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Kidney Int. 2017 Jan;91(1):196-203. doi: 10.1016/j.kint.2016.09.003. Epub 2016 Oct 28.

Urine biomarkers of tubular injury do not improve on the clinical model predicting chronic kidney disease progression.

Author information

1
University of California, San Francisco, San Francisco, California, USA; Kaiser Permanente Northern California, Oakland, California, USA. Electronic address: hsuchi@medicine.ucsf.edu.
2
University of Pennsylvania, Philadelphia, Pennsylvania, USA.
3
Brigham and Women's Hospital, Boston, Massachusetts, USA.
4
Johns Hopkins University, Baltimore, Maryland, USA.
5
Duke University, Durham, North Carolina, USA.
6
Tulane University, New Orleans, Louisiana, USA.
7
University of Illinois, Chicago, Illinois, USA.
8
National Institute of Diabetes and Digestive and Kidney Diseases, Phoenix, Arizona, USA.
9
University of Michigan, Ann Arbor, Michigan, USA.
10
Case Western Reserve University, Cleveland, Ohio, USA.
11
Yale University, New Haven, Connecticut, USA.
12
National Institute of Diabetes and Digestive and Kidney Diseases, Bethesda, Maryland, USA.
13
Boston University, Boston, Massachusetts, USA.
14
University of California, San Francisco, San Francisco, California, USA.

Abstract

Few investigations have evaluated the incremental usefulness of tubular injury biomarkers for improved prediction of chronic kidney disease (CKD) progression. As such, we measured urinary kidney injury molecule-1, neutrophil gelatinase-associated lipocalin, N-acetyl-ß-D-glucosaminidase and liver fatty acid binding protein under highly standardized conditions among 2466 enrollees of the prospective Chronic Renal Insufficiency Cohort Study. During 9433 person-years of follow-up, there were 581 cases of CKD progression defined as incident end-stage renal disease or halving of the estimated glomerular filtration rate. Levels of the urine injury biomarkers, normalized for urine creatinine, were strongly associated with CKD progression in unadjusted Cox proportional hazard models with hazard ratios in the range of 7 to 15 comparing the highest with the lowest quintiles. However, after controlling for the serum creatinine-based estimated glomerular filtration rate and urinary albumin/creatinine ratio, none of the normalized biomarkers was independently associated with CKD progression. None of the biomarkers improved on the high (0.89) C-statistic for the base clinical model. Thus, among patients with CKD, risk prediction with a clinical model that includes the serum creatinine-based estimated glomerular filtration rate and the urinary albumin/creatinine ratio is not improved on with the addition of renal tubular injury biomarkers.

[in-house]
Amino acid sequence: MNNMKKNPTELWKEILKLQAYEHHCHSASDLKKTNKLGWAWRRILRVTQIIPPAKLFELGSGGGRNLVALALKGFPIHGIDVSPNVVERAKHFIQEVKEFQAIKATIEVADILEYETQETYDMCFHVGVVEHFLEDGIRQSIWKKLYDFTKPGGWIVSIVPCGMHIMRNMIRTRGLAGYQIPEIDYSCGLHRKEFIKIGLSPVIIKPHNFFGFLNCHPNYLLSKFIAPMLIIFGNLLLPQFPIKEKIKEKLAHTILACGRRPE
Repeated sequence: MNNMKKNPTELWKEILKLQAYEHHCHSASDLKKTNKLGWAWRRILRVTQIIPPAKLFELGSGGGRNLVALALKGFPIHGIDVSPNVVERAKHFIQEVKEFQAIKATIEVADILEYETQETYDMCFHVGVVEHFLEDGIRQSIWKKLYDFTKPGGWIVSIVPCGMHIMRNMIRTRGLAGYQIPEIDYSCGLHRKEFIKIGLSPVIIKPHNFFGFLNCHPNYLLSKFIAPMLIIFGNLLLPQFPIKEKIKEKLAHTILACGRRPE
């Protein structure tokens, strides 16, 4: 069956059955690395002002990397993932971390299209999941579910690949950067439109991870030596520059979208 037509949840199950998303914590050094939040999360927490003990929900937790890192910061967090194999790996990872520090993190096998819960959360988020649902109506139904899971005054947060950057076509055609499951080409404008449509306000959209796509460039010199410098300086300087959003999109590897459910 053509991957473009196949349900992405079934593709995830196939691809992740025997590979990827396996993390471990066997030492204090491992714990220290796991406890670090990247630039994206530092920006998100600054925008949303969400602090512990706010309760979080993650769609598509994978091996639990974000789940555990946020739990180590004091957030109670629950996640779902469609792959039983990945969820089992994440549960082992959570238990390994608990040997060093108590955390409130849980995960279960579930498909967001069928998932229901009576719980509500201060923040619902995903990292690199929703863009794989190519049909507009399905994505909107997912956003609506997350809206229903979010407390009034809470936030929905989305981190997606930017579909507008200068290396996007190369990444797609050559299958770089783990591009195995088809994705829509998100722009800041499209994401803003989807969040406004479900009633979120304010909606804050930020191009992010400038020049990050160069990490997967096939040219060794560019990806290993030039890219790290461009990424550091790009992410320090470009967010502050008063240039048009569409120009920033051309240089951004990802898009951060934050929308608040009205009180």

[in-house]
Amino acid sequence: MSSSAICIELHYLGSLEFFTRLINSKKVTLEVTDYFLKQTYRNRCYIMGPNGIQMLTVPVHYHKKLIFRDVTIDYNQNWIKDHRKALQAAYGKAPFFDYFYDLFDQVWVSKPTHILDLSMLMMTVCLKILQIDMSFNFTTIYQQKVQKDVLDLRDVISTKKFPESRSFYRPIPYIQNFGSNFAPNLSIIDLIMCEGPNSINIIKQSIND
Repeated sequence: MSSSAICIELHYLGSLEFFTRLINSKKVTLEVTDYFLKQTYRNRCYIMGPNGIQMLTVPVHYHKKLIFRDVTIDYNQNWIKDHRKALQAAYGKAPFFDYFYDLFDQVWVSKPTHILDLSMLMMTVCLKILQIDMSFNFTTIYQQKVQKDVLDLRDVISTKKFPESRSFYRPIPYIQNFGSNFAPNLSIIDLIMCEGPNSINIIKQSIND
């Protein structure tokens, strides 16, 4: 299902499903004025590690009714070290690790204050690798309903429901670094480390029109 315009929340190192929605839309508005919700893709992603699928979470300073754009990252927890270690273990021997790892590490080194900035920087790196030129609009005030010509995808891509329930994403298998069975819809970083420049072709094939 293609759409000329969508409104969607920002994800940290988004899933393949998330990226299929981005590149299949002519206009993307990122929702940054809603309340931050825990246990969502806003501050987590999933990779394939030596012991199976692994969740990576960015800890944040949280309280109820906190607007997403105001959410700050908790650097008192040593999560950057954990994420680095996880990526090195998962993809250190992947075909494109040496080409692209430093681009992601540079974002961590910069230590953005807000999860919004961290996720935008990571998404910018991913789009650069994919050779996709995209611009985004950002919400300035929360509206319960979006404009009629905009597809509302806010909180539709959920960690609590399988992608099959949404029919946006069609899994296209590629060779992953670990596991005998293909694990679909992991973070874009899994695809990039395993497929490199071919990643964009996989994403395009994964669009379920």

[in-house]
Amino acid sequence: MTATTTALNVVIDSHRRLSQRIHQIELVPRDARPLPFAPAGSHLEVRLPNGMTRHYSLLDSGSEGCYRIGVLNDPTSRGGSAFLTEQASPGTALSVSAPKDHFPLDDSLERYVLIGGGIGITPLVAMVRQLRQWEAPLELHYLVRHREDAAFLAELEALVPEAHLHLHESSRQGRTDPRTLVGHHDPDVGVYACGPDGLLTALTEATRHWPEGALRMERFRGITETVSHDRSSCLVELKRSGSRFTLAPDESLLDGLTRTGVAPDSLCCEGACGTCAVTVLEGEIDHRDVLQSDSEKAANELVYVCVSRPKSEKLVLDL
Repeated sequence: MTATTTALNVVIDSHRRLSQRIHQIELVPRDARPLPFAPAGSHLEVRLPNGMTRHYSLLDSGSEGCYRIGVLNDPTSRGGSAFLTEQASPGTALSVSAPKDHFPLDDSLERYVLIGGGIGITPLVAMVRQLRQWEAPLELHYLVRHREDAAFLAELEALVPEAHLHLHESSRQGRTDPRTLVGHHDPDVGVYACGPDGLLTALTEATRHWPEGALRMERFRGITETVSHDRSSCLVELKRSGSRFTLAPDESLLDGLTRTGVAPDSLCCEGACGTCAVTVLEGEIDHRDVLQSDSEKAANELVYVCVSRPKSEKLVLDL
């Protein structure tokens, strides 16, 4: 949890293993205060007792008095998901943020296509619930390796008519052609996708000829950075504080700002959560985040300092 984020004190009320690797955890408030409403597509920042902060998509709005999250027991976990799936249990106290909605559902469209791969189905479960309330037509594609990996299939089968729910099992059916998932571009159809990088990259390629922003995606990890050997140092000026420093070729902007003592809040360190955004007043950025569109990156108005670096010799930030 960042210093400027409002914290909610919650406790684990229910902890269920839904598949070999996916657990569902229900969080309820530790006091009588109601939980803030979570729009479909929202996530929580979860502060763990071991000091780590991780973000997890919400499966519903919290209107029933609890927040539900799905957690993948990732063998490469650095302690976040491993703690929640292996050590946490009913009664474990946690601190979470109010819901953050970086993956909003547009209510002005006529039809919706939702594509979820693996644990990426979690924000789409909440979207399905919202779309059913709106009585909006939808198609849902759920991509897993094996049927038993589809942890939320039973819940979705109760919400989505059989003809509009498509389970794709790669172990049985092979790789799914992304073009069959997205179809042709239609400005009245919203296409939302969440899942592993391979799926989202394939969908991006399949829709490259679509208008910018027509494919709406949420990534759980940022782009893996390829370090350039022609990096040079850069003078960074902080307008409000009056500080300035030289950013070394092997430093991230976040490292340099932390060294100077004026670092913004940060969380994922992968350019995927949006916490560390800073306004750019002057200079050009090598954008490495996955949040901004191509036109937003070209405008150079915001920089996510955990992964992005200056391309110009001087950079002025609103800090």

KEYWORDS:

chronic kidney disease; microalbuminuria; proteinuria

PMID:
28029431
PMCID:
PMC5362331
DOI:
10.1016/j.kint.2016.09.003
[Indexed for MEDLINE]
Free PMC Article

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